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Not all individuals follow the traditional path to retirement. Depending on your income level, savings rate and expected spending needs, you may be able to retire early. However, saving for retirement is challenging enough; early retirement requires excellent planning and a heightened level of fiscal discipline.
Many people have multiple sources of retirement income, which may include pension plan distributions, Social Security benefits, and investment account distributions. Ideally, you should have multiple, diverse income streams to ensure you have enough to live comfortably, optimize your tax position and protect against inflation. Let’s take a closer look at the most prominent sources of retirement income.
According to a recent study by Schroders, 62% of working Americans plan to continue working in some capacity during retirement. Fortunately, there doesn’t seem to be a shortage of work. In fact, there are a wide variety of opportunities for retirees to earn money and build their skills – from blogging to being a life coach.
Every time someone is paid, a 6.2% Social Security tax is withdrawn from the gross amount. For the self-employed, this percentage doubles to 12.4%. Then the Social Security program pays this money to eligible retirees, including you. The amount you receive is based on how much you earn during your working years and the age you choose to start your benefit.
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A study conducted by the National Institute for Retirement Security shows that 40% of Americans rely solely on Social Security benefits to finance their retirement.
According to the Social Security Administration, for 2022, the maximum Social Security benefit you can receive each month is $3,345 for those at full retirement age. The estimated monthly average Social Security income is $1,657, after a 5.9% cost of living adjustment.
How to maximize this income: Delay receiving your Social Security benefit until full retirement age, which is between 66 and 67, depending on when you were born. Claiming the benefit before full retirement age will result in a reduced monthly payment. Brian Fry, a CERTIFIED FINANCIAL PLANNER™ and founder of Safe Landing Financial, offers the following guidance:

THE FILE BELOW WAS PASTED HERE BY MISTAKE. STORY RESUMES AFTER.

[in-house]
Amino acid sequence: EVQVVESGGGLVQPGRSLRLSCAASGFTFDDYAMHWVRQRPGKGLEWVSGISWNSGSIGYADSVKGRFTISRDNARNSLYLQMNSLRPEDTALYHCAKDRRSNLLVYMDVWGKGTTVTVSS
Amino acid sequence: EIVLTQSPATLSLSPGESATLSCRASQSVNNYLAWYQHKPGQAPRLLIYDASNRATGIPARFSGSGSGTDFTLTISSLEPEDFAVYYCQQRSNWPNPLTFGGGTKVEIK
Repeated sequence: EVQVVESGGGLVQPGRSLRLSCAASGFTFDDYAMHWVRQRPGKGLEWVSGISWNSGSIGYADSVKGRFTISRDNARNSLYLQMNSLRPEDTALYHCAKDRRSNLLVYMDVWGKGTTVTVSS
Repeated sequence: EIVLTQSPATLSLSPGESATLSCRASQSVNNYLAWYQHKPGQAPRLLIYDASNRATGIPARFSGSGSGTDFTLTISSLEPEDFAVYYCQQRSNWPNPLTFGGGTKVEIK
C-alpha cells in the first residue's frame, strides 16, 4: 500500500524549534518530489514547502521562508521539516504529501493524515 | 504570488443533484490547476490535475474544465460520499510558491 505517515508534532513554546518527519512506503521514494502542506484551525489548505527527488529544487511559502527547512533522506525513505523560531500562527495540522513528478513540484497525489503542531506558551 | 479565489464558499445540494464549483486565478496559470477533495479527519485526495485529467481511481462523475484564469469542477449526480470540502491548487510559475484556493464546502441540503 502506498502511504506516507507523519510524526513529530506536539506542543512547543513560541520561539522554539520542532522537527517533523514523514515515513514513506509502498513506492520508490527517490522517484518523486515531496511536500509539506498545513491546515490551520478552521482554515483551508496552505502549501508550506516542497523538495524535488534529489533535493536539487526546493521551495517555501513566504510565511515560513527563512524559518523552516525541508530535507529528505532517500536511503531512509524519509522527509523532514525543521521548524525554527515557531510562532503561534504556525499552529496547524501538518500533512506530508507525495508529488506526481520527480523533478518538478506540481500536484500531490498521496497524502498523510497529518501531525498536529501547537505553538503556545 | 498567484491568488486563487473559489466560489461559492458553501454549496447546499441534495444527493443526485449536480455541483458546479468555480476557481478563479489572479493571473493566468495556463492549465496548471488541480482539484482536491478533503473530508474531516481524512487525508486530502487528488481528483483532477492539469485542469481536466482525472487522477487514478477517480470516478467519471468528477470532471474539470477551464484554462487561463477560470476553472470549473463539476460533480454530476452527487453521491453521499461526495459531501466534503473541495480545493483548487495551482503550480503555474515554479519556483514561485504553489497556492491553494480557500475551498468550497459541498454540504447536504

“To receive 100% of your Social Security benefit, you must wait until full retirement age. Every year you claim before full retirement age, you give up between 5% and 6.67% of your full benefit. Benefits increase by about 8% for each year you delay claiming Social Security after full retirement age.”
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According to the Pension Rights Center, only about one-third of American retirees receive income from defined benefit retirement plans, reflecting the steady decline in pension plans. According to the United States Department of Labor, there were 113,062 pension plans in 1990, but only 46,869 in 2018.
The median private pension in the United States pays out $10,606 per beneficiary annually, according to the latest data from the Pension Rights Center. Other types of pensions, including state and military pensions, pay higher benefits on average.
How to maximize this income: In general, by working for a pension plan sponsor as long as possible, you can increase your benefit. Usually the benefit will also increase as you earn more money.
According to the Transamerica Center for Retirement Studies, 48% of American workers expect their main form of retirement income to come from personal financial assets, some of which are tax-advantaged.
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Depending on how they are structured, the first three vehicles offer the potential for either tax-deferred or tax-free growth. The latter two asset types do not receive favorable tax treatment.
Regardless of the personal financial assets you own, strive to maintain a holistic perspective. The success of your retirement plan depends on how the various assets complement each other and your other sources of income, not on stand-alone performance. In this regard, make sure that you strive to maintain an appropriate degree of diversification. This can help improve the risk-adjusted performance of your retirement portfolio and extend the longevity of your savings.
Building adequate sources of income is one aspect of the retirement journey. Being strategic about the way you withdraw funds during retirement is the other. Without a solid plan, you can spend too much too quickly and not have enough money to support your lifestyle. Fortunately, the strategies outlined below can help you extend the longevity of your savings.
Don’t underestimate the importance of